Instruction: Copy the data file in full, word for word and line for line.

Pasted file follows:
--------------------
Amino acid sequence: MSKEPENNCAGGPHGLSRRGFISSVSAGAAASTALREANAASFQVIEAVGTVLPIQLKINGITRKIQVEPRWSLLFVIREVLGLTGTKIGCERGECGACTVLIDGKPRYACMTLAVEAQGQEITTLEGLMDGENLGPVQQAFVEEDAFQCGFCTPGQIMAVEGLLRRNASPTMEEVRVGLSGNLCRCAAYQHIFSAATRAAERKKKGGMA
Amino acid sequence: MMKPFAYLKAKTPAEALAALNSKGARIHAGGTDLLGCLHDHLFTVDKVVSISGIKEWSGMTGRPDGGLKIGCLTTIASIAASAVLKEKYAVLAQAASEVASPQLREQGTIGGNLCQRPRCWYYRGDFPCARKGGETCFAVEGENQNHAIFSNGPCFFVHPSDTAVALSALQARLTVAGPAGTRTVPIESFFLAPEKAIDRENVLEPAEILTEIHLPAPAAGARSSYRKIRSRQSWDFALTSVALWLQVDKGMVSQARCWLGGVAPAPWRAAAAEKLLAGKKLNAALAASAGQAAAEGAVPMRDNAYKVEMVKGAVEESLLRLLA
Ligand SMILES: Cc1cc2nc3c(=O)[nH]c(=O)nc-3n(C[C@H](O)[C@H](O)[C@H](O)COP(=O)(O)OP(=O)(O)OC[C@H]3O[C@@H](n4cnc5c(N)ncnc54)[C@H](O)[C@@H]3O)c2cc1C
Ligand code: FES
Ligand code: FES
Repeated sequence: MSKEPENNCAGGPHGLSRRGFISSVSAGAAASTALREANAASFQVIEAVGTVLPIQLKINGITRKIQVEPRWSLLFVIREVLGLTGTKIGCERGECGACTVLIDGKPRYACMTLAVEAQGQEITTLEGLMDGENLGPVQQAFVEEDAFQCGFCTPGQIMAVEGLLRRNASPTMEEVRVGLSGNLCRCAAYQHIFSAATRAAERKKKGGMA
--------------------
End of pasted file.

Amino acid sequence: MSKEPENNCAGGPHGLSRRGFISSVSAGAAASTALREANAASFQVIEAVGTVLPIQLKINGITRKIQVEPRWSLLFVIREVLGLTGTKIGCERGECGACTVLIDGKPRYACMTLAVEAQGQEITTLEGLMDGENLGPVQQAFVEEDAFQCGFCTPGQIMAVEGLLRRNASPTMEEVRVGLSGNLCRCAAYQHIFSAATRAAERKKKGGMA
Amino acid sequence: MMKPFAYLKAKTPAEALAALNSKGARIHAGGTDLLGCLHDHLFTVDKVVSISGIKEWSGMTGRPDGGLKIGCLTTIASIAASAVLKEKYAVLAQAASEVASPQLREQGTIGGNLCQRPRCWYYRGDFPCARKGGETCFAVEGENQNHAIFSNGPCFFVHPSDTAVALSALQARLTVAGPAGTRTVPIESFFLAPEKAIDRENVLEPAEILTEIHLPAPAAGARSSYRKIRSRQSWDFALTSVALWLQVDKGMVSQARCWLGGVAPAPWRAAAAEKLLAGKKLNAALAASAGQAAAEGAVPMRDNAYKVEMVKGAVEESLLRLLA
Ligand SMILES: Cc1cc2nc3c(=O)[nH]c(=O)nc-3n(C[C@H](O)[C@H](O)[C@H](O)COP(=O)(O)OP(=O)(O)OC[C@H]3O[C@@H](n4cnc5c(N)ncnc54)[C@H](O)[C@@H]3O)c2cc1C
Ligand code: FES
Ligand code: FES
Repeated sequence: MSKEPENNCAGGPHGLSRRGFISSVSAGAAASTALREANAASFQVIEAVGTVLPIQLKINGITRKIQVEPRWSLLFVIREVLGLTGTKIGCERGECGACTVLIDGKPRYACMTLAVEAQGQEITTLEGLMDGENLGPVQQAFVEEDAFQCGFCTPGQIMAVEGLLRRNASPTMEEVRVGLSGNLCRCAAYQHIFSAATRAAERKKKGGMA